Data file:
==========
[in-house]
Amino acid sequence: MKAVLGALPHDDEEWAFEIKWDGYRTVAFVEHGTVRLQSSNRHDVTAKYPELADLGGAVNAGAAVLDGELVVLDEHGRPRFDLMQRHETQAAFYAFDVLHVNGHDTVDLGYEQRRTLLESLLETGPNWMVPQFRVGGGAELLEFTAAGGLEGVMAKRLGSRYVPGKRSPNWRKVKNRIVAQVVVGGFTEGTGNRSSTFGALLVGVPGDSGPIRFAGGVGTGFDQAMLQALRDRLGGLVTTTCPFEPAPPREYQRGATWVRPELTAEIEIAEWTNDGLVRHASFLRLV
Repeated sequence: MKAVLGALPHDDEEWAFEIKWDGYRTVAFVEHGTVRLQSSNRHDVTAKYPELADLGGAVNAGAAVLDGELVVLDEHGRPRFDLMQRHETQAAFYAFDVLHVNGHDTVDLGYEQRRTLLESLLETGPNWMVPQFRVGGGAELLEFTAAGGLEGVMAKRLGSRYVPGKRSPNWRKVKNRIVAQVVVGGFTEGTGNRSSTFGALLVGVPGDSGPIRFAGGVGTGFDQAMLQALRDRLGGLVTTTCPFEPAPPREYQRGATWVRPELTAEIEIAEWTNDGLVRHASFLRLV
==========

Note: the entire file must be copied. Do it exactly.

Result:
[in-house]
Amino acid sequence: MKAVLGALPHDDEEWAFEIKWDGYRTVAFVEHGTVRLQSSNRHDVTAKYPELADLGGAVNAGAAVLDGELVVLDEHGRPRFDLMQRHETQAAFYAFDVLHVNGHDTVDLGYEQRRTLLESLLETGPNWMVPQFRVGGGAELLEFTAAGGLEGVMAKRLGSRYVPGKRSPNWRKVKNRIVAQVVVGGFTEGTGNRSSTFGALLVGVPGDSGPIRFAGGVGTGFDQAMLQALRDRLGGLVTTTCPFEPAPPREYQRGATWVRPELTAEIEIAEWTNDGLVRHASFLRLV
Repeated sequence: MKAVLGALPHDDEEWAFEIKWDGYRTVAFVEHGTVRLQSSNRHDVTAKYPELADLGGAVNAGAAVLDGELVVLDEHGRPRFDLMQRHETQAAFYAFDVLHVNGHDTVDLGYEQRRTLLESLLETGPNWMVPQFRVGGGAELLEFTAAGGLEGVMAKRLGSRYVPGKRSPNWRKVKNRIVAQVVVGGFTEGTGNRSSTFGALLVGVPGDSGPIRFAGGVGTGFDQAMLQALRDRLGGLVTTTCPFEPAPPREYQRGATWVRPELTAEIEIAEWTNDGLVRHASFLRLV